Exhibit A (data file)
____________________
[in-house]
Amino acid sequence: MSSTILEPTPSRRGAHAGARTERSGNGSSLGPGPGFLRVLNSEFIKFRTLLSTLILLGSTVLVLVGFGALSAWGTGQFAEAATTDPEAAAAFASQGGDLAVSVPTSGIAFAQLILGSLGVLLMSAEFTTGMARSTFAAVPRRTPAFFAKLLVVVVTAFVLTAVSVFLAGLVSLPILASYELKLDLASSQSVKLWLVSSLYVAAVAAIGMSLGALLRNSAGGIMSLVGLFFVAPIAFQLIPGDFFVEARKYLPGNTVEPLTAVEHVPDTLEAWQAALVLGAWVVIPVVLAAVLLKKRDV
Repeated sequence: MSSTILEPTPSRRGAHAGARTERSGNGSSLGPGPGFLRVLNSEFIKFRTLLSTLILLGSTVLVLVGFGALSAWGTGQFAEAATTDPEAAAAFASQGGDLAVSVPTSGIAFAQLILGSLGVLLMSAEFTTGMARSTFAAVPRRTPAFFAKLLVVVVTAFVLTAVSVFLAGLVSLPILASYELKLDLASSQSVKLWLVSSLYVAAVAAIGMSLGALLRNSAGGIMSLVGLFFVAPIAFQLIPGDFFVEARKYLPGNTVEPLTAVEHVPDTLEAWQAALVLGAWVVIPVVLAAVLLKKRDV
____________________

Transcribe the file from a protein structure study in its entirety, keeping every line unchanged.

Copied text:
[in-house]
Amino acid sequence: MSSTILEPTPSRRGAHAGARTERSGNGSSLGPGPGFLRVLNSEFIKFRTLLSTLILLGSTVLVLVGFGALSAWGTGQFAEAATTDPEAAAAFASQGGDLAVSVPTSGIAFAQLILGSLGVLLMSAEFTTGMARSTFAAVPRRTPAFFAKLLVVVVTAFVLTAVSVFLAGLVSLPILASYELKLDLASSQSVKLWLVSSLYVAAVAAIGMSLGALLRNSAGGIMSLVGLFFVAPIAFQLIPGDFFVEARKYLPGNTVEPLTAVEHVPDTLEAWQAALVLGAWVVIPVVLAAVLLKKRDV
Repeated sequence: MSSTILEPTPSRRGAHAGARTERSGNGSSLGPGPGFLRVLNSEFIKFRTLLSTLILLGSTVLVLVGFGALSAWGTGQFAEAATTDPEAAAAFASQGGDLAVSVPTSGIAFAQLILGSLGVLLMSAEFTTGMARSTFAAVPRRTPAFFAKLLVVVVTAFVLTAVSVFLAGLVSLPILASYELKLDLASSQSVKLWLVSSLYVAAVAAIGMSLGALLRNSAGGIMSLVGLFFVAPIAFQLIPGDFFVEARKYLPGNTVEPLTAVEHVPDTLEAWQAALVLGAWVVIPVVLAAVLLKKRDV